Protestant Reformation

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Proverbs 22:6 is a familiar Bible verse for many Christians—Train up a child in the way he should go, and when he is old he will not depart from it, and it is the locus classicus, the key passage, cited by churches to promote their Sunday and summer Bible programs for children. It is a […]

Sola Scriptura, “Scripture alone,” the Bible, is the cornerstone sola because understanding the meaning of “Christ alone,” “Grace alone,” “faith alone,” and “to God’s glory alone” requires information harvested from sola Scriptura. Some of the key personalities of church history such as Augustine, Martin Luther, John Calvin, and John Knox were influenced first and foremost […]

In the list that follows resources for the Reformation 500th are listed first and then information about the completed conferences is at the end. Some of the links may return a “site not found” message, but give it a try if you are interested in determinig the availability of audio, video, or transcripts. Posts by […]

A mighty fortress is our God, a bulwark never failing; our helper he amid the flood of mortal ills prevailing are the familiar opening words written by Martin Luther in his great hymn, A Mighty Fortress. It was composed in 1527, which was a particularly difficult year for the Luther household because both Martin and […]

The significantly faster duplication available through printing as compared with  a scribe and quill gave Luther and others the means to quickly present their views and respond to critics. As the 500th anniversary of the Ninety-Five Theses approaches, it was the printing press that facilitated distribution of Luther’s views regarding indulgences. However, the rapid technology cut […]

October 31, 2017 marks the quincentennial of the event considered the beginning of the Reformation. Even though some historians contend that it was not Luther that posted the theses but rather one of his students while others say they were not posted at all, it is clear the theses were composed by Luther and then […]

For anyone familiar with books published about the history of the Reformation the mention of D’Aubigné is likely to be associated with his historical studies of the era. The first of five volumes appeared in French in 1835 with the last one released in 1853, and  the English translations were published, 1846-1853, under the title History of the […]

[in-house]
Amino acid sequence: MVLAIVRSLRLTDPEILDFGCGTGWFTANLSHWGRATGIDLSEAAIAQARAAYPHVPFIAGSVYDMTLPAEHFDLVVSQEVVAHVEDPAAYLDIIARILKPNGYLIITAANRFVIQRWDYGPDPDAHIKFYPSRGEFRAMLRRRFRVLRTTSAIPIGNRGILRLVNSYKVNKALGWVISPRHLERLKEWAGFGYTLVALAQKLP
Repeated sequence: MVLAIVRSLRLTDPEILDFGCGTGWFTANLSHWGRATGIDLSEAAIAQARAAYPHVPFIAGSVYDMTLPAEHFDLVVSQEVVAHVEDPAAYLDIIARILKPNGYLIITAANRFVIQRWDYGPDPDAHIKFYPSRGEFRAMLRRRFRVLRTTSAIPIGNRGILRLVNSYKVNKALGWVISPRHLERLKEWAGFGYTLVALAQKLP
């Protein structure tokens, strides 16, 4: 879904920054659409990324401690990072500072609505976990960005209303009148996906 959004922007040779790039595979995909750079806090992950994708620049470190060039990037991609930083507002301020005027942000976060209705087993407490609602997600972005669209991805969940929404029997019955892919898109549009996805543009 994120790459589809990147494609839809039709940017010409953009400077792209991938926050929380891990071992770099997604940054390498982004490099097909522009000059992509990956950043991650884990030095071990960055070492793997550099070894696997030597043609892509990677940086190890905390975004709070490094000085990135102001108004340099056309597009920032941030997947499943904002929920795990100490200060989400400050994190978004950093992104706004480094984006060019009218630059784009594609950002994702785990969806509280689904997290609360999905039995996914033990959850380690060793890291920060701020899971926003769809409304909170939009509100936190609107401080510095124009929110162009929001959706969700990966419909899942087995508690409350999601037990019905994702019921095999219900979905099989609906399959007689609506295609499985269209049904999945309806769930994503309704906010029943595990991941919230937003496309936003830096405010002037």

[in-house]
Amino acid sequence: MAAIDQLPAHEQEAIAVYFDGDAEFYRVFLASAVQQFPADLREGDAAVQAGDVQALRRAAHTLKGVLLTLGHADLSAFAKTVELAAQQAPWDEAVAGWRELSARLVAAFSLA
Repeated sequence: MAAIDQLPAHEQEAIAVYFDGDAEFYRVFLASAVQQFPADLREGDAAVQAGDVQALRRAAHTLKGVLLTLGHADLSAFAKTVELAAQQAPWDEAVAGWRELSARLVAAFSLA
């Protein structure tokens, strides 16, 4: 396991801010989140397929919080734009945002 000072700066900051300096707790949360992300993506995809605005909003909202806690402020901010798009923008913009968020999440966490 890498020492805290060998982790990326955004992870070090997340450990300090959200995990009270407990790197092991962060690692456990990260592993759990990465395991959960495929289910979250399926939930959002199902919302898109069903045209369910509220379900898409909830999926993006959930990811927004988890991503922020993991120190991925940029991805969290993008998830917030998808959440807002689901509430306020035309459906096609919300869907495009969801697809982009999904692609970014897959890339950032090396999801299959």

It might be thought that one as important to the history of Presbyterians and Scotland as John Knox would have a distinguished place of burial. Hopefully, it would be a pleasant statue, a nice monument, or possibly an obelisk marking his grave. But no, the approximate site of his grave is designated with a square […]

My first encounter with the work of Martin Bucer occurred through reading De Regno Christi (The Reign of Christ). The book was written for young King Edward VI of England to guide him through the use of Scripture to rule under the reign of Christ. Edward had been influenced in the direction of Protestantism through […]

Jean (John) was born on July 10, 1509, to Gérard and Jeanne Lefranc Cauvin (Calvin) in Noyon, France. Noyon is about sixty miles northeast of Paris and at the time its cathedral was the seat of the bishop of Noyon, Charles de Hangest. Gérard worked as a legal advisor to the cathedral and served in […]

As has been noted often on Presbyterians of the Past, this year is the five-hundredth anniversary of Martin Luther posting his theses regarding some of the practices of Roman Catholicism, but those of us with Presbyterian and Reformed interests seem to have turned it into another Calvin 500th birthday remembrance. The Lutheran and Reformed confessional […]

One of Martin Luther’s works from his multitude of writings is titled Table Talk. It includes observations he made while at table with colleagues and friends. Luther did not write Table Talk, but it contains his words as they were copied down by some of those who heard his off-the-cuff comments while enjoying food from […]